Book Review by Kevin Wolf
Fights: One Boy’s Triumph over Violence by Joel Christian Gill is a book of lessons provided in a memoir. The lessons are there for the reader to find, because they’re the lessons Joel learns along his very difficult youthful path. I use Joel’s first name throughout this review, because the story mainly covers his childhood and supports familiarity and empathy. Joel’s honesty and very hard life bleeds through. Though fighting is a major theme, there are also tales of bullying, racism, domestic violence, overcoming sexual abuse, exploring the outdoors, fresh starts with a new persona and look, finding your own way, standing up for yourself, being brought up by a single mom, making and losing friends, and more for the reader to find for themselves. The artistry is amazing (both language and imagery), including the wonderful innovative graphic novel designs. I’ve seen some of the innovations elsewhere, just not in a books I’ve reviewed at graphicmedicine.org. The colorist, Shannon Scott, with Jade Rodriguez flatting the colors (e.g., making sure color separations line up) for Fights did a superb job. In the afterward, Joel writes, ”Elements of this book may be shocking to some people close to me because I have kept a lot of these details to myself, only sharing them with my wife and various therapists over the years. However, I did not write and draw this book as a cathartic exercise for myself. This book is for all those who feel trapped in similar circumstances.” (248) Though this book has darkness, since it’s mostly written from a child’s perspective the darkness isn’t hopelessness and ultimately this graphic work is a hopeful one of surviving and thriving. I highly recommend Fights.
Fights breaks away from many graphic novel standard practices in words, imagery and design. Though the book is “Suggested for Mature Readers” as indicated on the back cover, it has the feel and at first blush the content appears to be for grade or middle school kids. After all, it’s primarily about Joel’s childhood into his teen years. What makes it “mature” is language (lots of swearing, especially the kids who got it from adults), the topics (child sexual assault, domestic violence, racial intolerance, fighting, bullying, and illegal drug selling), and to a lesser extent the books design which supports experience reading graphic works. I give a table of some of the innovations that Fights has with more common graphic novel practices later.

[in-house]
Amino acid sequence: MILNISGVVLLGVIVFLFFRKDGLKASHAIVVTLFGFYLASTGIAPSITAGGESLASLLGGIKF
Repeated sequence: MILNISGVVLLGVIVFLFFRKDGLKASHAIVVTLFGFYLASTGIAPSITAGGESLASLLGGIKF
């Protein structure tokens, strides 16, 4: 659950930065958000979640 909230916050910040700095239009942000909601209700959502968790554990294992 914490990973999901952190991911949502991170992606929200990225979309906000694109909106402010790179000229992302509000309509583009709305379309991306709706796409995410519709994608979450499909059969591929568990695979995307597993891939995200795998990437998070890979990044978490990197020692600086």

The back of the book provides no domestic violence resources, so I provide a couple of United States ones here: National Domestic Violence Hotline (1-800-799-SAFE, 1-800-799-7233), Prevent Child Abuse America, and calling 911 if there’s immediate danger. Some of these sites suggest you clear your home device search history or search on a device outside the home, if you fear your web searches are being monitored.
Fights opens with current-day Joel driving and talking with his son; and his son tells him about a fight in school. After some back and forth, over three panels Joel thinks “Can he [his son] protect himself? Does he even know how to fight? What if he needs to …? … By his age I had been in hundreds of fights. … I have to teach him how to fight.” The body of Fights covers four important periods in Joel’s life from age five to early adulthood. Each chapter shows one or two characters confronting Joel—off panel—in some way. For example, chapter one title page shows a girl all in pink (clothes, flip-flops and unbraided hair in four pink-ribboned bundles) with a Band-Aid on her leg saying, “Imma fuck you up.” The color pink has a very negative connotation for the author. Pink colored word balloons are the author’s way of showing sexual abuse.
Joel provides his first remembrance around age four … being walked to “Bay-Bay’s” apartment where he’ll stay for a few days while his mom starts a new job after her release from jail. On the walk over he’s scared even before he’s confronted with death. Joel was a timid five-year-old kid with fights finding him initially and five years later he would make his own fights. Violence surrounds Joel, including sexual abuse against him by family members and adult friends of his mom. Joel doesn’t recall how he got ready for school each day; only that it somehow happened; his clothes laid out, had breakfast, got dressed, “wash up” in the sink, went to the bus stop. His parents weren’t around to help him get ready; his mom worked and his dad lived elsewhere and his siblings lived with their dads. Mostly Joel had to make his own way. At the bus stop he was ridiculed, shoved, and bullies demanded money though he had none. When he tells his mom, she demands he fight back or she will beat him. (45) He fights some racist white kids with an empty glass soda bottle and wins. He’s proud and tells his mom he fought off the boys who he doesn’t expect to bother him again; and his mom responded, “That’s good. … If you don’t learn to fight back they gonna walk all over you.” (54)